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"10 great places to thrill to a roller coaster"

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USA today article


Summer may be roller-coaster season, but not all thrill rides are created equal. A coaster should be like a perfectly orchestrated play, says Paul Ruben, North American editor of Park World, a trade magazine for the outdoor amusement industry. "The pacing should provide non-stop action," Ruben says. "You should never have a moment to regain your composure." Ruben, 73, estimates he has ridden nearly 800 coasters. He shares some favorites with Larry Bleiberg for USA TODAY.


Bizarro, Six Flags New England

Agawam, Mass.

Ruben calls this ride "the best coaster on the planet" with high speeds, fog-filled tunnels and darting turns. The ride is enhanced by a soundtrack played through headrest speakers. It provides riders so much airtime — periods of perceived weightlessness — that "the seats are superfluous." 413-786-9300; sixflags.com/newengland


Millennium Force, Cedar Point

Sandusky, Ohio

An elevator cable pulls riders to a 30-story peak before they plunge down a near-vertical track at speeds of up to 92 mph. "It has overbanked turns, tunnels and four moments off your seat that are unforgettable," Ruben says. At 6,600 feet, it's the longest steel coaster in the Western Hemisphere. 419-627-2350; cedarpoint.com


Thunderbolt, Kennywood

West Mifflin, Penn.

Known affectionately as the T-Bolt, this classic wooden coaster takes advantage of its setting along the Monongahela River. It starts with a drop halfway down the bank, then finishes with its steepest drop at the end. "It's as if the coaster is built backward," Ruben says. 412-461-0500; kennywood.com


X2, Six Flags Magic Mountain

Valencia, Calif.

This Southern California park is home to a unique coaster with separate rails for the seats, so riders find themselves twisting and turning as they fly through the air. "This bizarre coaster breaks the paradigm of how a coaster should work," Ruben says. 661-255-4100; sixflags.com/magicmountain


The Beast, Kings Island

Mason, Ohio

This wooden coaster is the world's longest in both time and length, thrilling riders for more than four minutes on a track that stretches 7,400 feet, Ruben says. It includes a 540-degree helix that twists through a partially covered tunnel. "You can hear the screams echoing through the forest." 513-754-5700; visitkingsisland.com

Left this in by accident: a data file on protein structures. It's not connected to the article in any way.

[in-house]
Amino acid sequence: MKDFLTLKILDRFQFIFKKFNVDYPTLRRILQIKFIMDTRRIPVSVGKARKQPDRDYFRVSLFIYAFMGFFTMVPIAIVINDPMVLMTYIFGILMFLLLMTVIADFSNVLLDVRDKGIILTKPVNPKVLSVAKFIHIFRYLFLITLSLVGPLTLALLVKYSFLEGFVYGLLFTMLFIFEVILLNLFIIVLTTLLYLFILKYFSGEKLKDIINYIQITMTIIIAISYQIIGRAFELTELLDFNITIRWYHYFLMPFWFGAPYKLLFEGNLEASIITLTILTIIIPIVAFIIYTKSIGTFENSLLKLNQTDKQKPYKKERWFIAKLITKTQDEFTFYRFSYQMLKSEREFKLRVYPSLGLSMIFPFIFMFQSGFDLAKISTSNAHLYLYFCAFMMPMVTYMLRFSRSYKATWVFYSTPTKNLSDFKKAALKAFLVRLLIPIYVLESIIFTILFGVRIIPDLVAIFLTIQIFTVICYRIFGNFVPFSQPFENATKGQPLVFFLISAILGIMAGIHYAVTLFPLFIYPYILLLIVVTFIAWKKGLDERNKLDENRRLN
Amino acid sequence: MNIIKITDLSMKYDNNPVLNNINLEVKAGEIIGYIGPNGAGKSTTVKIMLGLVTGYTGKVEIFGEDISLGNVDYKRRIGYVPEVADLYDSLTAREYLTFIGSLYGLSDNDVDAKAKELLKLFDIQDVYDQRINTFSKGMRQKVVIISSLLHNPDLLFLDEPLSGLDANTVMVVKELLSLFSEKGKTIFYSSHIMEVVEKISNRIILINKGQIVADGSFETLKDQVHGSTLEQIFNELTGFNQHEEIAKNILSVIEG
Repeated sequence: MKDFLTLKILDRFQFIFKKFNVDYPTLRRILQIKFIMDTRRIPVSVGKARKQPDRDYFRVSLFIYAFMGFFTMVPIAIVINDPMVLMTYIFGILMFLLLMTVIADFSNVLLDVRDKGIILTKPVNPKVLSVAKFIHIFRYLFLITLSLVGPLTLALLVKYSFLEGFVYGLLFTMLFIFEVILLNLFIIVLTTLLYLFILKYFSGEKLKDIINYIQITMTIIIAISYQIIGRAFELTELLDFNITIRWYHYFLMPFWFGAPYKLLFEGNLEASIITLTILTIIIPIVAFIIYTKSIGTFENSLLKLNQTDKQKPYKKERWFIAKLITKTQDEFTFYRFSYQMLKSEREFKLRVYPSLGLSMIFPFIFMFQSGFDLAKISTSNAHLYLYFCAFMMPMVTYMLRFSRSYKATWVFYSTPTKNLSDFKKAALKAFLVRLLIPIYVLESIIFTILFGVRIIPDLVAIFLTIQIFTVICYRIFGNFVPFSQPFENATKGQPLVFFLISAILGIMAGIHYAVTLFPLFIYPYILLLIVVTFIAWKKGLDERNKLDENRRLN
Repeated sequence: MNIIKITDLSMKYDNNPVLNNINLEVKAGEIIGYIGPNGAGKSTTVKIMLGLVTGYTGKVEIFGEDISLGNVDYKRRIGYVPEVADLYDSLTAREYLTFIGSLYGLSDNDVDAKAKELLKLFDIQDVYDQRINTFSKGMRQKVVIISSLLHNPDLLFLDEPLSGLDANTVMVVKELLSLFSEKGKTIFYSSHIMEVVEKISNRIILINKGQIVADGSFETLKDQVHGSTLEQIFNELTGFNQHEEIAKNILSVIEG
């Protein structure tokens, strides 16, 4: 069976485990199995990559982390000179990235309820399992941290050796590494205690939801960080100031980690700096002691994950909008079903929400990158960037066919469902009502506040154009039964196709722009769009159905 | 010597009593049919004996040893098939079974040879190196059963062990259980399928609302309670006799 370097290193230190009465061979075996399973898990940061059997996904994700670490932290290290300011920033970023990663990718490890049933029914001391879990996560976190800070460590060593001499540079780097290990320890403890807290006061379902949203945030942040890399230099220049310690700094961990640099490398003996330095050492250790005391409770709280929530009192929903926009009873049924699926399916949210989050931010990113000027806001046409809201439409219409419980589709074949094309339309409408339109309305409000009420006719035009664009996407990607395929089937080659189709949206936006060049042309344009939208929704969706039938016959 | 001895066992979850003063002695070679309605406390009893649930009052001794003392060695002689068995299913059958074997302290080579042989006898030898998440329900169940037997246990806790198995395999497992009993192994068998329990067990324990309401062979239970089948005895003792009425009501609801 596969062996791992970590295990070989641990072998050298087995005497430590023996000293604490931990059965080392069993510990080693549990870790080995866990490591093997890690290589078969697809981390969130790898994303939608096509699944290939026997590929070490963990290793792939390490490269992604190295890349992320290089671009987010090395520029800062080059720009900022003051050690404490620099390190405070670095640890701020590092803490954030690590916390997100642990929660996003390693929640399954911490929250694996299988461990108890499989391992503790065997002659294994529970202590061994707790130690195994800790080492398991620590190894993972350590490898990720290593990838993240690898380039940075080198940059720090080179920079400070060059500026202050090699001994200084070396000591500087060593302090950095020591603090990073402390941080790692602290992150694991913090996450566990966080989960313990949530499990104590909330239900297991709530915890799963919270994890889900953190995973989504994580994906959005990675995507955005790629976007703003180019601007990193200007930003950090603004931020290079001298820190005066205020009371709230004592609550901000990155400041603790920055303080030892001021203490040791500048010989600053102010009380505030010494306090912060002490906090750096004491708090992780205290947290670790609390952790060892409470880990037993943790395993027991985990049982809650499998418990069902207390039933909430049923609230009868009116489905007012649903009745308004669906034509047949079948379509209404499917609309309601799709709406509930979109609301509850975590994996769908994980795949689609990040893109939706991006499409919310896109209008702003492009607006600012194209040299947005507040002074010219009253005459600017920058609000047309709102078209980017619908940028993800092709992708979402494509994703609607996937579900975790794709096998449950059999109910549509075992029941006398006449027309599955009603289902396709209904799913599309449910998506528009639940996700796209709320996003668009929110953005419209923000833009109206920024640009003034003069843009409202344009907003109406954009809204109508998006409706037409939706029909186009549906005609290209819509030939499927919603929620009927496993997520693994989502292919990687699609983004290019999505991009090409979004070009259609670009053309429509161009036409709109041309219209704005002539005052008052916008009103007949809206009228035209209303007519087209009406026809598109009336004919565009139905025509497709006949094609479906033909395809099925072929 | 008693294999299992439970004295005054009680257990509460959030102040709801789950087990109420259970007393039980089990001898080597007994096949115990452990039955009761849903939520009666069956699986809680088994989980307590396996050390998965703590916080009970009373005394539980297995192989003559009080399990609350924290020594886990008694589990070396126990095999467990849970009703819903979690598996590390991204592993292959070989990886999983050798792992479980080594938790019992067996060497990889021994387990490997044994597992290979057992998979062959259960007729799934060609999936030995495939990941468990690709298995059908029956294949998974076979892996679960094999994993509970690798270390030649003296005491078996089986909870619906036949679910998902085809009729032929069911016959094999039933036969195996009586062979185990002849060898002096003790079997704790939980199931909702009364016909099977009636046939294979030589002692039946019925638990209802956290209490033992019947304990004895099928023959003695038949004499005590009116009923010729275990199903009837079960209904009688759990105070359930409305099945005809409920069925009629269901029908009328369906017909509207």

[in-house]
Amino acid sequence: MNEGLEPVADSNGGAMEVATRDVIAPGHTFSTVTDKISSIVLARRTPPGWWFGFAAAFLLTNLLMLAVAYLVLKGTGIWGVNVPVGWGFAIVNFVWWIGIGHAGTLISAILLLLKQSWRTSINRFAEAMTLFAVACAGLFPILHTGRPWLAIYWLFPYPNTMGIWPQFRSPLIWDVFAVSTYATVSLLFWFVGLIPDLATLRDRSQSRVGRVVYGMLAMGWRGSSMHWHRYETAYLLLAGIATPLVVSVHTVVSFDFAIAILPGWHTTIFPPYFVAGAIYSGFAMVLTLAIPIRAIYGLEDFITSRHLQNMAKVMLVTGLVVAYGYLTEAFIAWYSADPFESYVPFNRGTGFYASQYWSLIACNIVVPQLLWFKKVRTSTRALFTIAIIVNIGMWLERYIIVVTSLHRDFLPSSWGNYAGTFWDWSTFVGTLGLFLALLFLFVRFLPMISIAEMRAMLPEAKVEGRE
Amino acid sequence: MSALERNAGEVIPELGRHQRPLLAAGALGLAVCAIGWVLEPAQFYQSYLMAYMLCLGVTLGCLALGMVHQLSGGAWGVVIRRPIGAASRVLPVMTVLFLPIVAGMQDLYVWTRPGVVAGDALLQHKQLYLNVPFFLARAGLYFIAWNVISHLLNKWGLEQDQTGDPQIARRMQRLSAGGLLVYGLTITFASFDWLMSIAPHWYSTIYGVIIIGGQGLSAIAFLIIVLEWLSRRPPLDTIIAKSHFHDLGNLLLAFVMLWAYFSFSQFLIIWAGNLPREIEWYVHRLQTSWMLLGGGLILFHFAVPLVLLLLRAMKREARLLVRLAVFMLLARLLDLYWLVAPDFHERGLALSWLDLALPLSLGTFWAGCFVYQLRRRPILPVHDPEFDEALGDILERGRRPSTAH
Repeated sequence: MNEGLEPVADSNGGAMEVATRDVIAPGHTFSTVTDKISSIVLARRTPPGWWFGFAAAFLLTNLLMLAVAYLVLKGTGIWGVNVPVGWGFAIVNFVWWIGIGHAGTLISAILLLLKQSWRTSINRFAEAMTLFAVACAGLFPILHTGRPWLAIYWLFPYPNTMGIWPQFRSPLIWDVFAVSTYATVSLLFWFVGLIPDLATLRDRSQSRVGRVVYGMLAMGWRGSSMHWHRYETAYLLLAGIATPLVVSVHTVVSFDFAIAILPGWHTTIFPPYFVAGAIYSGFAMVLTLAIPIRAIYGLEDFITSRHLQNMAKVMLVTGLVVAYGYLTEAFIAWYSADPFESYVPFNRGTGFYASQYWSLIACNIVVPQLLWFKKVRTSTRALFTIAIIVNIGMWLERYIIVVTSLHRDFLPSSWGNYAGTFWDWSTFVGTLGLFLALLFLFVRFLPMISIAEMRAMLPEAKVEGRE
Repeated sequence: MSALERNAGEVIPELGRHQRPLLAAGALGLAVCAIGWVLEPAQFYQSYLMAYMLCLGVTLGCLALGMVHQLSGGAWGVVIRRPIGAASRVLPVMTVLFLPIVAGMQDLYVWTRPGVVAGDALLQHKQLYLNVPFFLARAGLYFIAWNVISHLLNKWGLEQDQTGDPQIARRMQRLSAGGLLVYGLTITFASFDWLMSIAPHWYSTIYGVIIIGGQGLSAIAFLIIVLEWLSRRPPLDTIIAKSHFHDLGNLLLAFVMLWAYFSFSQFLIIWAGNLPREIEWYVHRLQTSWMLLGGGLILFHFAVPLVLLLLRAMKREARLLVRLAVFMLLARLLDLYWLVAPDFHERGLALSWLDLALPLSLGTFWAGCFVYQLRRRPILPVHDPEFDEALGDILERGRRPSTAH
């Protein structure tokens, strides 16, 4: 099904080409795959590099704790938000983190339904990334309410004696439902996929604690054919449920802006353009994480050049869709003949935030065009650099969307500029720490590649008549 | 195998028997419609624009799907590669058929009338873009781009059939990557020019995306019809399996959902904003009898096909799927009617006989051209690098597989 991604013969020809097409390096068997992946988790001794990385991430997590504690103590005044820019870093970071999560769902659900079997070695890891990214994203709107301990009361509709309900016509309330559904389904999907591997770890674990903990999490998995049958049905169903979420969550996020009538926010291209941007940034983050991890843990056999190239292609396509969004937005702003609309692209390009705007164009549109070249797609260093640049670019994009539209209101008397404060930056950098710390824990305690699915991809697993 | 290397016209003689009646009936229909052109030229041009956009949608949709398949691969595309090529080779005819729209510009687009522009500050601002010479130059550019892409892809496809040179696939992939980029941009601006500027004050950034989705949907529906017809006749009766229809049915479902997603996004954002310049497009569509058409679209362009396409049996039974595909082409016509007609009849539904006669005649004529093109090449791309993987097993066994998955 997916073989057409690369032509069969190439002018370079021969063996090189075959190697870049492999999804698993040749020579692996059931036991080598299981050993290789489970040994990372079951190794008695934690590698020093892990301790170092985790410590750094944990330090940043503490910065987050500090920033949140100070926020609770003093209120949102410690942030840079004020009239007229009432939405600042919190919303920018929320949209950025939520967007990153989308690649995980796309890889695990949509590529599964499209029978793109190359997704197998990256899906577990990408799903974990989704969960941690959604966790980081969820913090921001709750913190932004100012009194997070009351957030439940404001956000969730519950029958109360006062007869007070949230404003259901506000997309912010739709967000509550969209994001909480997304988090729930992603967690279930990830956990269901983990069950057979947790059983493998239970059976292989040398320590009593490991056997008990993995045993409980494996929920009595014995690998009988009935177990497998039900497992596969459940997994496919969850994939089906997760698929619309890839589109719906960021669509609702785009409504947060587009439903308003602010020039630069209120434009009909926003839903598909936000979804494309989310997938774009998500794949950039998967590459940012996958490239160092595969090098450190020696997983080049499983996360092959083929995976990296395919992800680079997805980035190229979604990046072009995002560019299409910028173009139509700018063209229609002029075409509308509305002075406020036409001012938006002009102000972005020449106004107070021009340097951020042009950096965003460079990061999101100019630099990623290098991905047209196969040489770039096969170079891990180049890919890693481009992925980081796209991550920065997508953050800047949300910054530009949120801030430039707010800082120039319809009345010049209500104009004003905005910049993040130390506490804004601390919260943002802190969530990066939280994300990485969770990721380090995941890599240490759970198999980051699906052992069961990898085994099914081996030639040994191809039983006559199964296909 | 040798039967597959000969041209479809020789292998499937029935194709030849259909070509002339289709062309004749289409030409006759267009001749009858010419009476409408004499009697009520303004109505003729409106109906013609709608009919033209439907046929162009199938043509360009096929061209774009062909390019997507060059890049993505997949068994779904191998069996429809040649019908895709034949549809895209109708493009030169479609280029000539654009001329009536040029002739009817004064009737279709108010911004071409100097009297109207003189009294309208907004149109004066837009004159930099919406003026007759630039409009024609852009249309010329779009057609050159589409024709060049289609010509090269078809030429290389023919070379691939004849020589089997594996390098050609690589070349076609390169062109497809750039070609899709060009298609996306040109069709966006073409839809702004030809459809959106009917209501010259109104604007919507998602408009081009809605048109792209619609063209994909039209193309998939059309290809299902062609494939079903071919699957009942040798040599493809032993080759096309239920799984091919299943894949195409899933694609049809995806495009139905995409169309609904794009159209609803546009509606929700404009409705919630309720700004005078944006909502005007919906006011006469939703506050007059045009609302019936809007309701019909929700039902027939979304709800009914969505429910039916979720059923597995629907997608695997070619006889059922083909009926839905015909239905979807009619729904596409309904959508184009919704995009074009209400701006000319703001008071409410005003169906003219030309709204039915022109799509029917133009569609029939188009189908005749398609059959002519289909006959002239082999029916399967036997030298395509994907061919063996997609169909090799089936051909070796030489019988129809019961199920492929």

Ravine Flyer II, Waldameer Park

Erie, Pa.

Riders plunge down an embankment and across a four-lane highway on this unique 2-year-old coaster. "There are several moments when the train changes direction and it tries to pull the seat out from under you. That's nasty," Ruben says. "From start to finish this feels like controlled mayhem." 877-817-1009; waldameer.com


Viper, Six Flags Great America

Gurnee, Ill.

Inspired by the classic Cyclone at Coney Island, N.Y., this coaster is "10 feet taller, a little faster and a whole lot wilder," Ruben says. "Everything that's good about the Cyclone is even better on the Viper." It masterfully employs the picket-fence effect — rushing past stationary objects to add to the illusion of speed. 847-249-4636; sixflags.com/greatamerica


Intimidator, Carowinds


Pedestal-style seats have thrill-seekers leaning back with their feet off the floor. "It's like riding in an out-of-control easy chair," Ruben says of this brand-new steel coaster that reaches speeds of 80 mph. "Anything that makes the rider feel more vulnerable is good. It enhances the sense of imagined danger." 704-588-2600; carowinds.com


Intimidator 305, Kings Dominion

Doswell, Va.

NASCAR legend Dale Earnhardt inspired this steel coaster, which boasts an "incredibly high" average speed of 68 mph, nearly double the pace of most rides, and faster than traffic can legally travel on adjacent Interstate 95, Ruben says. It starts with a drop from a 305-foot hill. "I counted six moments of air and several way-too-fast turns," he adds. 804-876-5000; kingsdominion.com


Hades, Mt. Olympus

Wisconsin Dells, Wis.

You can learn mythology from this wooden coaster, which pays homage to the underworld with a 700-foot-long tunnel under the parking lot. It comes up, turns around and dives underground again. "The sense of immediate decapitation is often present," Ruben says. "It's pitch-black in there, and there's a turn inside you don't see coming." 800-800-4997; mtolympuspark.com


The only one on that list I have ridden is X2, and while it is an awesome ride it can beat you up. Are any on that list your favs? Are there any that should not be on the list or are missing? I thought this was interesting since the guy is 73 years old and has ridden almost 800 roller coasters! If only I were that lucky. There is also a link to some nice photos too.